The film’s lazy trading on nostalgia bleeds into the constant threat of killing of some of the known characters. It never does, it would be a much more interesting film if it did, and just gives an air of cheap emotion. Chewbacca is seemingly blown up, and brought back within two minutes. C-3P0 is given a moment of sacrifice which is immediately played for laughs and then reversed a little while later. Princess Leia’s demise is handled as well as it could be considering Carrie Fisher’s sad death in 2016. But even the scenes in which she appears, filmed some years previously, are awkwardly edited and her final moments are more shaped by the tragedy of real life than any attempt to make it work on a narrative level. The film so desperately wants to be a conclusion and to have some sort of closure.

But we know that there’ll be a world of spin-offs and stories to be continued in cinema, on TV and in a litany of other media. So the film ends up in a sort of limbo land where there is no sense of consequence or meaning. Everything has to happen so the rest of the ‘Star Wars’ universe can continue to happen as well. You can bet a moment in which the protagonists meet a group of Stormtrooper deserters, which again is thrown away in a few lines, is being developed as a future film/TV show/video game/comic as we speak. There is no time to explore or reflect. Let’s just move on.

With any form of narrative consequence effectively neutered, the characters are given nowhere to really go. While Kylo Ren (actor Adam Driver) and Rey (actress Daisy Ridley’ are given something of a character arc, mainly thanks to the first two films in the trilogy, their performances are still rather one note. Ridley is stoic to the point of being dislikeable while Driver’s conflicted villain still drifts towards the realm of ‘idiot manbaby’ though his ability as an actor just about stops it from tipping over the edge. Everyone else is given little to work with. Oscar Isaac’s Poe Dameron just jumps around being roguish, John Boyega’s Finn is given little to do apart from look troubled while Rose Tico (actress Kelly Marie Tran), one of the more interesting characters from the previous instalment, is given around one minute’s worth of screen time.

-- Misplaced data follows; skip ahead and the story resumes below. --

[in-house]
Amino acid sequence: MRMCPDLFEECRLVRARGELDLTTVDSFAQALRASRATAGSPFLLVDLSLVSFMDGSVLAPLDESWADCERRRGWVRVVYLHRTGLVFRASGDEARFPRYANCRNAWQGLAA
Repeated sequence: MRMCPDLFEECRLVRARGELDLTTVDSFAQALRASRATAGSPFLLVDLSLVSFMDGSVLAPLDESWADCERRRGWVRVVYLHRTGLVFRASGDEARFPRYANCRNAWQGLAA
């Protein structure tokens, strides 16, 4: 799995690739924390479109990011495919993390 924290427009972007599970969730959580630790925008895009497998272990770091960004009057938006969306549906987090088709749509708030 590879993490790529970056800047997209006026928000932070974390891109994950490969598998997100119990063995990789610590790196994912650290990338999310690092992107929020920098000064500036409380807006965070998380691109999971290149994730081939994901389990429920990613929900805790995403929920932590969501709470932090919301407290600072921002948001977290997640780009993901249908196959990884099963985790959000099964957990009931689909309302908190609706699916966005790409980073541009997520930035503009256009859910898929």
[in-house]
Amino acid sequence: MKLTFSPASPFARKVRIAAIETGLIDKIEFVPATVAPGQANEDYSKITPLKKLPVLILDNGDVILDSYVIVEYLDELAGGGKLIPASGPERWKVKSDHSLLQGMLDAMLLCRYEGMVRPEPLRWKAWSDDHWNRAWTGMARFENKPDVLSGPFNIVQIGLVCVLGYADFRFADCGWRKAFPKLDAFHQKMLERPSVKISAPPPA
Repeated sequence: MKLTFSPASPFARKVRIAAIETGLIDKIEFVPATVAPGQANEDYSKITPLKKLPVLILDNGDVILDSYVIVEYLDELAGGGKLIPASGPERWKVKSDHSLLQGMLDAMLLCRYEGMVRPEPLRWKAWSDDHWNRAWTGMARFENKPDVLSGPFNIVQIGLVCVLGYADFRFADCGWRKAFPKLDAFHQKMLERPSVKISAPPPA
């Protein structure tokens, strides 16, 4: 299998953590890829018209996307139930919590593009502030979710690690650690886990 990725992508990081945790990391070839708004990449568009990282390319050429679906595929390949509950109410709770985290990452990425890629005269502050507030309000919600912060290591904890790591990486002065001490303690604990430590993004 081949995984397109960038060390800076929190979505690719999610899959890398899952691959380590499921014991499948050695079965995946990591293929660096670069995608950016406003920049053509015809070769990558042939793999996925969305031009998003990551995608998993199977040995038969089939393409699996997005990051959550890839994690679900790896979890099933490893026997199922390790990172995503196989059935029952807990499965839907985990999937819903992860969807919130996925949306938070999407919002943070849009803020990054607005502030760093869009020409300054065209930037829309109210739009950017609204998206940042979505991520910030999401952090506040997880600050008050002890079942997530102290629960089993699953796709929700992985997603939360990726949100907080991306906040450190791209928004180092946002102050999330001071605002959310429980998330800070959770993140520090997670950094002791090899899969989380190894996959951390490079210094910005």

The irony is that on a technical level, JJ Abrams has a steady hand when it comes to catering for the needs of a blockbuster and when it comes to all the requisite whizzes and bangs, the film delivers on a visceral level. From the fleet of world-killing star destroyers to the final battle, which includes space horses, on one level a homage to the elements of the western including in the original film and, on another, almost a satirical bone thrown to the constant need to ‘one up’ previous instalments, it all delivers. But everything that hangs around is so threadbare, so unsatisfying that it feels hollow.

‘The Rise Of Skywalker’ wants to be a triumphant end to a story of heroes and the fight between good and evil. But it ironically becomes a bloated example of what is often wrong with modern movie-making and there are movies, such as ‘Avengers: Endgame’ which show modern blockbusters can be emotionally satisfying as well as catering to their corporate origins. A modern industry that ‘Star Wars’ itself very much responsible for. In that way, with an entire structure that reeks of corporate greed and the need to cannibalise the past is indeed a sad epitaph. A version of this review appeared in Estonian at SIRP –

Star Wars Episode IX – The Rise of Skywalker is now available on VOD, DVD and Blu-ray.

Laurence Boyce

April 2020

cast: Carrie Fisher, Mark Hamill, Adam Driver, Daisy Ridley, John Boyega, Oscar Isaac and Anthony Daniels

One thought on “Star Wars Episode IX – The Rise Of Skywalker (film review).

  • It’s too bad you can’t enjoy a great movie because of your need to have everything be logical. I believe in the importance of everything being logical in the real world such as politics (logical and truth being the opposite of Trump). But in a movie I just want to suspend belief and just enjoy the fantasy. I loved seeing all the dead come beach to life. And yes, I often similed and thought “what the fuc”, but it was so much fun that logic be damned. I not a Star Wars fanatic and I loved some of the previous Star Wars movies and was disappointed but still enjoyed others. But I was wowed but Rise of Skywalker and thought it was the best movie I’ve see in a long time. I hope your bad review won’t keep anyone who enjoys fantasy SI FI from watching this movie. I had low expectations and put off watching Rise for a while and was surprised at what a great way to end a great story. Absolutely loved it.